Julia, Saralee, and Lyra, July 2014
Julia, Saralee, and Lyra, July 2014
Saralee and Julia at the piano.
Saralee and Julia at the piano.

These are excerpts of the Saralee I knew. But if I learned anything from her, it is that our lives are multidimensional, multifaceted adventures to be shared with the ones we love. Many people loved her and still do.

Which brings me to the purpose of this website. Saralee made friends around the world; she knew and performed with countless talented musicians; she had many siblings, nephews and nieces. She volunteered with a number of progressive groups, including KCRW, Santa Monica’s classical radio station; the Santa Monica Library Book Store; Hosteling International in Santa Monica; and Santa Monica Hospital. Over the years I have met many of her friends and colleagues, and I’m certain that they have their own Saralee stories, stories we’d love to share. In my last visit to her home, my husband and I found a few books of her performance photographs from the 1950s and ’60s. Together my grandmother and I thumbed through a few of them, and she startled us all by rattling off the names of performers, actors and singers with whom she collaborated early in her career. These were experiences that meant a great deal to her.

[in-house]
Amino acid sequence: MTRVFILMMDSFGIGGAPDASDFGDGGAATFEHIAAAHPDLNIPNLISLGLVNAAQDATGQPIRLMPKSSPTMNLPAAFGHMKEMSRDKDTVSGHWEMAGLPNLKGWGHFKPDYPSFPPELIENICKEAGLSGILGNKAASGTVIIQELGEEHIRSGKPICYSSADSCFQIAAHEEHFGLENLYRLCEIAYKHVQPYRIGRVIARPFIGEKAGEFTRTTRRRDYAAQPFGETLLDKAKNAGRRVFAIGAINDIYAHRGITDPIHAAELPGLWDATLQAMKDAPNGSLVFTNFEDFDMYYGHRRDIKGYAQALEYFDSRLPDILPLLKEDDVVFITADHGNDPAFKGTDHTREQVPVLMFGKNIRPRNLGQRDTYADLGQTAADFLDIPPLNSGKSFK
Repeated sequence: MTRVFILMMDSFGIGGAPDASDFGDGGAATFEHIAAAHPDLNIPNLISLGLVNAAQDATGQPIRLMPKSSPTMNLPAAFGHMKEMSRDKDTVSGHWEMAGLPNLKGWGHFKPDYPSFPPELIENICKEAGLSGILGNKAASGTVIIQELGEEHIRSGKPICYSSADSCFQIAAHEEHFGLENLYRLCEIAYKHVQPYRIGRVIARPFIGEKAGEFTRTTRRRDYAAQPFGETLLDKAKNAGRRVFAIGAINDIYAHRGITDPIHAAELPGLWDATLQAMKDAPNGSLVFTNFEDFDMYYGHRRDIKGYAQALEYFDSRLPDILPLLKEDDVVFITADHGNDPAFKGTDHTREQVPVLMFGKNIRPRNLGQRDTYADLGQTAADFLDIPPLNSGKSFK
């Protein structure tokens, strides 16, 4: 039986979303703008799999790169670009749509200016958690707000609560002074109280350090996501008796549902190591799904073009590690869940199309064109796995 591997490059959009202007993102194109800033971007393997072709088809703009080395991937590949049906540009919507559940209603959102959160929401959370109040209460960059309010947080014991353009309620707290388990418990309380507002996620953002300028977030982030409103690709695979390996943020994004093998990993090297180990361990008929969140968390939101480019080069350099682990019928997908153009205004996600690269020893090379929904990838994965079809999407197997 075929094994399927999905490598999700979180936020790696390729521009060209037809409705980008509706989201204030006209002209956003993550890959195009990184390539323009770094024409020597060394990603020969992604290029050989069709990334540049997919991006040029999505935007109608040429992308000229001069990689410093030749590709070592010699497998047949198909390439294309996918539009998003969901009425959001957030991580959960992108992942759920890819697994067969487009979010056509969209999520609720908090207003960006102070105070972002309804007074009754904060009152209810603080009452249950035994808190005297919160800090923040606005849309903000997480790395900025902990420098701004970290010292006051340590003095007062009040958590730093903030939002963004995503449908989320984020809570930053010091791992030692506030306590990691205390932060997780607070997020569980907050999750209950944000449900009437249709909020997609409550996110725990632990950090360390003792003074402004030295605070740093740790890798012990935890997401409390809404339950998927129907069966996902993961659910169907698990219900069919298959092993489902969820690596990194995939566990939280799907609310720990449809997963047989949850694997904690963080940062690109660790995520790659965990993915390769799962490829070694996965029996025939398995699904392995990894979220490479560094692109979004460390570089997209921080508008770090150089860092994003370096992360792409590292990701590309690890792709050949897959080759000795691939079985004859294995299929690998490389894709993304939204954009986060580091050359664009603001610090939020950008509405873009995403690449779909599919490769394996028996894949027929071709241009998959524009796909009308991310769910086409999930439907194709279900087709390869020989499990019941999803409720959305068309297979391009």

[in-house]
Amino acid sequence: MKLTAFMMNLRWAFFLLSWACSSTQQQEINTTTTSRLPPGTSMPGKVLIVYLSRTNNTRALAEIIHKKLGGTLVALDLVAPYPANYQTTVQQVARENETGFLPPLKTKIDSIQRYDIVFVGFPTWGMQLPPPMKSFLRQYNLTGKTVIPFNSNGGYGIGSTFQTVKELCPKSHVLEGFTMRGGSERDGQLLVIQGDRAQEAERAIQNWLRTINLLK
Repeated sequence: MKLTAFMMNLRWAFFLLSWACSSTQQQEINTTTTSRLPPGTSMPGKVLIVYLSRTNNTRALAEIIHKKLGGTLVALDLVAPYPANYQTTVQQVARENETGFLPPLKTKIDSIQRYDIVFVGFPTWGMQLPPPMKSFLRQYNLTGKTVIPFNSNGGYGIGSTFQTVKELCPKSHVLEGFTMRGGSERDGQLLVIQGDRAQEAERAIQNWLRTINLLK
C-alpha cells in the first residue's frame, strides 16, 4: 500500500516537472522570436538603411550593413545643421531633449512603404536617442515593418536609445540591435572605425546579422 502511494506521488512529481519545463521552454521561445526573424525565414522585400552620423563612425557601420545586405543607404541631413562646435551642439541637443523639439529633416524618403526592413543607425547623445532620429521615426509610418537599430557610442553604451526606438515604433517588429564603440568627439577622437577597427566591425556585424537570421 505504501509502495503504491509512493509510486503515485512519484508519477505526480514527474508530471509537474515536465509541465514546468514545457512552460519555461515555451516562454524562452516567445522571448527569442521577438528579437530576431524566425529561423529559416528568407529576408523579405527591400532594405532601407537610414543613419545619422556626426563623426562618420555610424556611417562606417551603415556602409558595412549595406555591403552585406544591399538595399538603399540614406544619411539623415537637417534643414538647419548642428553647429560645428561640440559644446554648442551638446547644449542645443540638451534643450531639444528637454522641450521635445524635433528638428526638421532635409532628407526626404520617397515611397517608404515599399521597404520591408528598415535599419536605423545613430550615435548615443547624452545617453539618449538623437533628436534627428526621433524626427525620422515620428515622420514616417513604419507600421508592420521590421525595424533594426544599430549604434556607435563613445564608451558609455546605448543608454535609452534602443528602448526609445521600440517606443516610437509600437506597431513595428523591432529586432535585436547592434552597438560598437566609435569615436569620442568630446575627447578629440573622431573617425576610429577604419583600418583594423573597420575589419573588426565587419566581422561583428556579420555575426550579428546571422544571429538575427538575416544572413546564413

If you are reading this and you have a Saralee story you’d like to share, or an image or video you’d like to post, please email and we’ll post it on the site.

Amah, I love you and always will. You are, without doubt, a true original.

Thank you.

With love,


9 thoughts on “Remembering Saralee